I’ve recently started seeing people who are known to get pulled into MLMs (multi-level marketing schemes) start to post about Elomir and “taking the strip.” This little yellow strip, which reminds me of a yellow version of those Listerine breath strips you can buy, will supposedly do everything from making you “joyful, calm, and peaceful,” to working better than ADD medications to helping you “feel negative energy from others so you know to avoid them.” People, mostly women, have been posting pictures of themselves holding these little strips, placing them on their tongues, and trying to convince others to sign up under them without even trying the strips. So is Elomir an MLM?
Well, if I’m writing about it here, you know the answer. Yes, Elomir is absolutely an MLM.
Recruiting Without Shipping Product
Elomir sells its strip, called Axis Klärity through brand partners only, a very clear sign of an MLM. This is a relatively new MLM, however, founded only a year ago, and so they’re working to sign up reps quickly. If you’re familiar with MLMs, the only people who ever make money are those who are at the top of the pyramid – meaning those who get in early. This means that people want to get in on a new MLM, and Elomir has been no different.
In fact, Elomir became so popular so quickly that people were signing up recruits under them without any of them ever even trying the product! And people were getting checks from Elomir for doing this. If you were wondering is Elomir an MLM, this is absolutely the clearest sign. People are making money not buy selling anything but by recruiting others into the fold.
Amusingly, many of these people tried to claim that they had tried “the strip,” so they were taking pictures with anything that looked remotely similar. People were using squares of yellow Post-its, paper covered in highlighter, and even pieces of cheese, claiming this was Axis Klärity. Many of them even admitted this to the others they were signing up and encouraged them to do the same.
What is in Axis Klärity?
A one month supply of strips will run you a whopping $89. And you take it once a day. That’s $89 for 30 strips. That’s almost $3 per strip, and of course, you’re encouraged to have your whole family (including your kids) take it.
Sadly, Axis Klärity isn’t just fancy cheese. It’s made of curcumin (found in turmeric), vitamin B1, and N-acetyl cysteine. You can get curcumin and B1 in your diet, and if you really want to use a supplement, you can buy it cheaply. N-acetyl cysteine (known as NAC) is a little different, and certainly controversial. It can be found in some foods, but more importantly, NAC is currently used in some medical situations and is under FDA review, but there really isn’t enough research on it as to whether or not it’s safe to use as a supplement. There’s no real evidence that it does anything and it could potentially be harmful.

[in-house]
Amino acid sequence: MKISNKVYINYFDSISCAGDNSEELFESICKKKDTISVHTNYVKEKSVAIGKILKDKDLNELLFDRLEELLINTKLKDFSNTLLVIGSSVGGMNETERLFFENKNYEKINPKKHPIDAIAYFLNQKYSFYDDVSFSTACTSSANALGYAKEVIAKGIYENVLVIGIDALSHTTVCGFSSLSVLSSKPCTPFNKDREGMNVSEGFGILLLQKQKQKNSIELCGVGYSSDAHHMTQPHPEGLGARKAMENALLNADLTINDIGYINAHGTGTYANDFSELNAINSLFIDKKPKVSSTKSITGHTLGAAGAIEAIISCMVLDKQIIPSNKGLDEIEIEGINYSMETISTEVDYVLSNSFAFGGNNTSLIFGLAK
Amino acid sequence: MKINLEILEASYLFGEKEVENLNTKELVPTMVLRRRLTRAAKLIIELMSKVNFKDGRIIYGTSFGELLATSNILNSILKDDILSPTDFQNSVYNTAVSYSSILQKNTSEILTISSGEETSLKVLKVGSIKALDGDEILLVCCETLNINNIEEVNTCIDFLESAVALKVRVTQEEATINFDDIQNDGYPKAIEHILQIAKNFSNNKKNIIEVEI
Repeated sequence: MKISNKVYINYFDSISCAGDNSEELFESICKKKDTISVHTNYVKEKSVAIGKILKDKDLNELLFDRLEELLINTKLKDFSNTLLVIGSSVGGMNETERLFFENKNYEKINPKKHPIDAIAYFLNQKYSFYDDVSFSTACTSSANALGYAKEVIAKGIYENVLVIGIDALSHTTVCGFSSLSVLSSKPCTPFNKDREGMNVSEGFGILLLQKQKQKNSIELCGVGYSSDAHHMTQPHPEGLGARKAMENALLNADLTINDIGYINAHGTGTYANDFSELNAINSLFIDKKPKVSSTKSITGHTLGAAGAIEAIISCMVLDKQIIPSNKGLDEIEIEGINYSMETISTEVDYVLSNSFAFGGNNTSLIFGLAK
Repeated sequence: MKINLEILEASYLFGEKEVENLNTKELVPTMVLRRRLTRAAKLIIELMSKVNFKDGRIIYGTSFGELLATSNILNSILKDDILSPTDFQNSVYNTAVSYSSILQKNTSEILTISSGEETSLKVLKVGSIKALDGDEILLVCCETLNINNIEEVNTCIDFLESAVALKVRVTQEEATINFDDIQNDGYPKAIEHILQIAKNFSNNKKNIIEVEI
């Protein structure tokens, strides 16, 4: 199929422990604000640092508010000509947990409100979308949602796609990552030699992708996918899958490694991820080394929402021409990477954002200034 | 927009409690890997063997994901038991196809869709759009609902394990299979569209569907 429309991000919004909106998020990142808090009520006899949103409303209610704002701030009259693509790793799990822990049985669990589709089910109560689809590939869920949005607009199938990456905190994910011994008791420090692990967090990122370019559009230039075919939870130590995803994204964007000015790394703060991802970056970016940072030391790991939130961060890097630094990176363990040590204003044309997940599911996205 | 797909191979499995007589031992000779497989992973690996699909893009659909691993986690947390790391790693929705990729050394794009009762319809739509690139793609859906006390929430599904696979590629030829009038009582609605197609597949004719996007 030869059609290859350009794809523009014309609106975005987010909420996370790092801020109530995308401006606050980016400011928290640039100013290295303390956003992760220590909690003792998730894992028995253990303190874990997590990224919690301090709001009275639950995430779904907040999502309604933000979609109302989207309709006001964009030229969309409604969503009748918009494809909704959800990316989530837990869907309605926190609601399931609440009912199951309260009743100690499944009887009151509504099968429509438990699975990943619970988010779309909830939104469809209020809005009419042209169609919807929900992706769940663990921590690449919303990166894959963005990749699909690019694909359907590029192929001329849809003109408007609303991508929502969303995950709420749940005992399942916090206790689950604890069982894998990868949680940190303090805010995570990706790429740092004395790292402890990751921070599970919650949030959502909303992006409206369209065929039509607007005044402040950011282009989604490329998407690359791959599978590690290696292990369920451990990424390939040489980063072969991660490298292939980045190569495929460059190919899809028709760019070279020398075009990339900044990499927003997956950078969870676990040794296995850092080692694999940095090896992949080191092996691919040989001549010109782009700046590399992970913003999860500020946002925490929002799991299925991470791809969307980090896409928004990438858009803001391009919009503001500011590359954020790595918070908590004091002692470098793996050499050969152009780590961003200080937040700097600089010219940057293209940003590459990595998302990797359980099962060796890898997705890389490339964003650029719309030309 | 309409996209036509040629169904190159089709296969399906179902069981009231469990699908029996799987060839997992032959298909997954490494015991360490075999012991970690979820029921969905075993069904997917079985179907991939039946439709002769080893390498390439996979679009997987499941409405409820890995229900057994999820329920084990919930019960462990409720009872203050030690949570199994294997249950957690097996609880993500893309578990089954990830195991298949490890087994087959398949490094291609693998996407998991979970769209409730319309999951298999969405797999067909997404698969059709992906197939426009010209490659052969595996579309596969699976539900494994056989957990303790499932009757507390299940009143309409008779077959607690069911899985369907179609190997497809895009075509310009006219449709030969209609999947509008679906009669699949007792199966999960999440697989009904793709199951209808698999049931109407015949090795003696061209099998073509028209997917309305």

And people are giving it to their children.
Why are MLMs Dangerous?
Elomir is the type of MLM I absolutely hate. MLMs that sell things like purses or clothing might be scamming people out of their money, but they’re probably not physically harmful. No one is telling me that buying this particular purse is going to cure my cancer.
But MLMs like Elomir are peddling miracle cures. People spend money they may not be able to afford to spend, desperately trying to treat a medical issue. Not only is there no evidence that products like those sold by Elomir are at all beneficial, they could cause additional harm. And even if they don’t, they’re causing people to spend money and time that could be better used seeking actual treatment for their medical issues.
We would all love a miracle cure for what ails us. And unfortunately, given the state of medical care in the United States, spending $89 a month might still be cheaper than getting actual medical care, so it makes sense why people cling desperately to these promises. But companies like Elomir are scamming people out of their money and they’re potentially causing real physical harm. Elomir is an MLM you should absolutely avoid.
- Is Seint an MLM?
- Essential Oil MLMs – Why they’re even more dangerous
- AMI-Wellness Review: Is AMI-Wellness a Scam?
Megan is a 40-something government employee in the Washington, DC area. She got interested in Personal Finance when she got out of college and realized that her paycheck wasn’t going to go as far as she had hoped. Since starting this blog, she has managed to buy a house and make a solid start on her retirement goals, and hopes to help others do the same. Here is her story:
In 2007, I was a gainfully employed 20-something with no debt but not a lot of knowledge about personal finance. It was a co-worker’s comment about Roth IRAs that sent me to the internet, searching for information. It was then that I realized that I really didn’t know a whole lot about personal finance and that my current financial situation was due a lot to inherent frugal tendencies, generous family members, a fear of debt, and good luck. While that was working for me, clearly I needed a better plan.
While I had no debt, I was also pretty much living paycheck to paycheck and not worrying about going over budget (I say this as if I had a real budget) because I had an emergency fund set aside to cover any overages.
Except that’s not what an emergency fund is for.
So I did a lot of research, read a lot of blogs, and decided that I needed a plan. I needed to budget. I needed to know what I was spending my money on. I needed to prepare for the future.
I decided to create a blog not only to make myself accountable to others but also to share the knowledge that I gained along the way. I’ve learned so much from my fellow bloggers, and I hope that my readers can find something useful in what I have to share as well.
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